(Originally published August 2017) Would you read more if you knew you would be a better writer at work? Because you will be. And reading will also benefit your physical, mental and emotional health too.

Sadly, too many of us aren’t reading. According to the National Endowment for the Arts, less than half of adults in the U.S. read literature. And the Pew Research Center says 27% of adults go an entire year without reading a book. That’s sad on many levels. As they say, the person who doesn’t read is worse off than the person who can’t read.

How reading improves your life

Why should you read? Because reading is good for you in multiple ways. Yes, my main concern is to help you be a better writer at work, but I also want you to live a better life. And reading can help. According to Healthline.com, reading books:

  • Improves brain connectivity
  • Increases your vocabulary and comprehension
  • Makes you more empathetic
  • Helps you sleep
  • Reduces stress
  • Lowers blood pressure and heart rate
  • Fights depression symptoms
  • Prevents cognitive decline as you age

Wow! With a list of benefits like that, I’m ready to read more whether it helps my writing at work or not!

How reading improves your writing at work

Now, what about the workplace? Beyond all the personal benefits listed above, how does reading help you be a better writer at work? Reading develops your work writing skills in multiple ways. Reading:

  • Improves your spelling
  • Builds your vocabulary
  • Trains your mind to recognize correct grammar and structure
  • Exposes you to different writing style to help you develop your own

Since your writing at work is often your first impression and a critical part of your personal brand, these benefits seem worth the effort of reading to me. How about you?

What should you read?

Now, you might be wondering if this reading means you have to pick up “War and Peace.” Not at all. When I say reading, I don’t mean a particular genre or even fiction vs. nonfiction. What you read is less important than simply reading. But do keep in mind that quality counts. When you read established authors and writers, you’re also learning lessons from experienced and proven masters, in the same way that you learn from masters of cooking, soccer or public speaking.

Six ways to read more to write better

OK, so that all sounds good, right? Reading is good for you, it’s good for your career, you get it. But how are you supposed to read more? If you’re not sure how to make reading part of your daily life or where to start, try these six ideas:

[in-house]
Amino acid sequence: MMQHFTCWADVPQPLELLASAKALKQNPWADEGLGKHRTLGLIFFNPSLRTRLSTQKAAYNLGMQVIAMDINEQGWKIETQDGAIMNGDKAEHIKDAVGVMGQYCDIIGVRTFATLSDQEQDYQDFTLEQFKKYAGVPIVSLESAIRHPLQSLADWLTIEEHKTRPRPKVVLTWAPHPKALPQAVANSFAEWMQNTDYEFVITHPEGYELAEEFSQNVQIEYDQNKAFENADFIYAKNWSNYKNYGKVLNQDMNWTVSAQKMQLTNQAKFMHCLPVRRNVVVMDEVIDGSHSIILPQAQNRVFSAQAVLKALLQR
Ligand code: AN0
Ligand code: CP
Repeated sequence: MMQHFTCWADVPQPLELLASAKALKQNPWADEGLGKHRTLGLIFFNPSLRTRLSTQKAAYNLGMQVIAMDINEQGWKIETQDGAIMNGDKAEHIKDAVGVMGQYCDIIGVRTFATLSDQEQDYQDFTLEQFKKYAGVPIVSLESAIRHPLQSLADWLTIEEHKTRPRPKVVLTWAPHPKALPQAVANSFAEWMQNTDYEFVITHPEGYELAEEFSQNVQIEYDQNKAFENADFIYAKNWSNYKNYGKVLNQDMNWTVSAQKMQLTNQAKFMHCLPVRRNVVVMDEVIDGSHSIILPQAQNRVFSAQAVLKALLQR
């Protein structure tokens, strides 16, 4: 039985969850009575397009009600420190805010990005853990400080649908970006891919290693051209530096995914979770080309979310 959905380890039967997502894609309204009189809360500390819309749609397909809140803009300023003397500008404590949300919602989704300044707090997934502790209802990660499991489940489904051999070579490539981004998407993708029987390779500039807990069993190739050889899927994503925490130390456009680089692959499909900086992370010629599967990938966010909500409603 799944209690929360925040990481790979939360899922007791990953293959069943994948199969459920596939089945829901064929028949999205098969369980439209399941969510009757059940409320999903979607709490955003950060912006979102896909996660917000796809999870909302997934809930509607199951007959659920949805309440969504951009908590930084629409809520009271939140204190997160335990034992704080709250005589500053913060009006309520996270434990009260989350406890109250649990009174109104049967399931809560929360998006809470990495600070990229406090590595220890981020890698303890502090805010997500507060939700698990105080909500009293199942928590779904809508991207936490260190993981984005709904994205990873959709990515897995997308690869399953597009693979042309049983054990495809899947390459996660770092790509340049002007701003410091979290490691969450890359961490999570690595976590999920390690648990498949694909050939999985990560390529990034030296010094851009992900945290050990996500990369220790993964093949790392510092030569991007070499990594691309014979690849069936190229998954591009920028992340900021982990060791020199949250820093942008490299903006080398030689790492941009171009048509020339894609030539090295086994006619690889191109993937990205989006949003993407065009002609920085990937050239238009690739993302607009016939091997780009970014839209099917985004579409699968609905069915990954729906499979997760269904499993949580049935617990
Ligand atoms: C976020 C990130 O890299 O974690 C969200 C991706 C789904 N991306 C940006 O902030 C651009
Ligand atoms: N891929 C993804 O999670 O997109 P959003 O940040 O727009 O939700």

• Just read. Read more, and read a variety. Read short and read long. Read fiction and nonfiction. Read for work and read for rest. Read the cereal box in the morning and the wine label in the evening. Read. Read. Read. Make it part of your day every day.
  • Find a well-written newsletter or blog that you like and commit to reading it daily or at least weekly. (Also be sure to sign up for my monthly newsletter where I try to write well and sometimes suggest books.)
  • Read real books—yes, books, the kind printed on paper that you hold in your hands (or ebooks). It’s fine to read online articles and email newsletters. But you still need to read books. The types of books matter less than the reading of them. They can be fiction or nonfiction, contemporary or classic, mysteries or memoirs. Just try to make sure they are well-written by checking reviews or asking friends for recommendations. And make books a part of your lifestyle every day, not just on vacations or plane trips.

Read real books—yes, books, the kind printed on paper that you hold in your hands.

  • Discover new books. Our world is full of them! Branch out of your comfort zone and read a book by a new author or on a new subject. Wander through a bookstore. Browse Amazon. Use your public library. Ask friends to loan you books they’ve enjoyed. Find lists of suggested books or try one of the 17 ideas suggested here.
  • Always carry a book with you. You never know when you’ll have a few spare minutes, and you’re much better off picking up a book to read than getting on your damn phone for mindless scrolling. When you take your car in for an oil change or you go to the dentist, when you head to the airport to pick up your spouse or you wait at a restaurant when meeting a friend…we all have these spare minutes in our busy days that can be filled with a book and do us some good rather than filled with the junk that is social media.

You’re much better off picking up a book to read than getting on your damn phone for mindless scrolling.

  • Listen to audiobooks. It’s a crazy busy world, and many of us find we have little time to read. Audiobooks can help. You don’t get the same benefits compared to reading a printed book which means you’re sitting down and relaxing, but you will still be exposed to other worlds, to other people, to new writing styles and words. I listen to audiobooks while working in the garden and the kitchen, while cleaning and while driving in the car. It makes all those mundane tasks much more enjoyable! You can also listen to audiobooks when walking or running or doing some other activity that doesn’t require your brain. Plus audiobooks are free if you get them through your local library.

Audiobooks make mundane tasks much more enjoyable!

Be a better writer and a better reader

Reading more will make you a better, faster writer at work, so your writing has the five characteristics of good business writing. But it also makes you a better reader, which will benefit you at work too, as you process what others write faster and with a more critical eye.

Now, what will you read next?

Sharon Ernst is a retired freelance copywriter now on a mission to improve the business and marketing writing skills of today’s workforce with her blog, newsletter and online classes.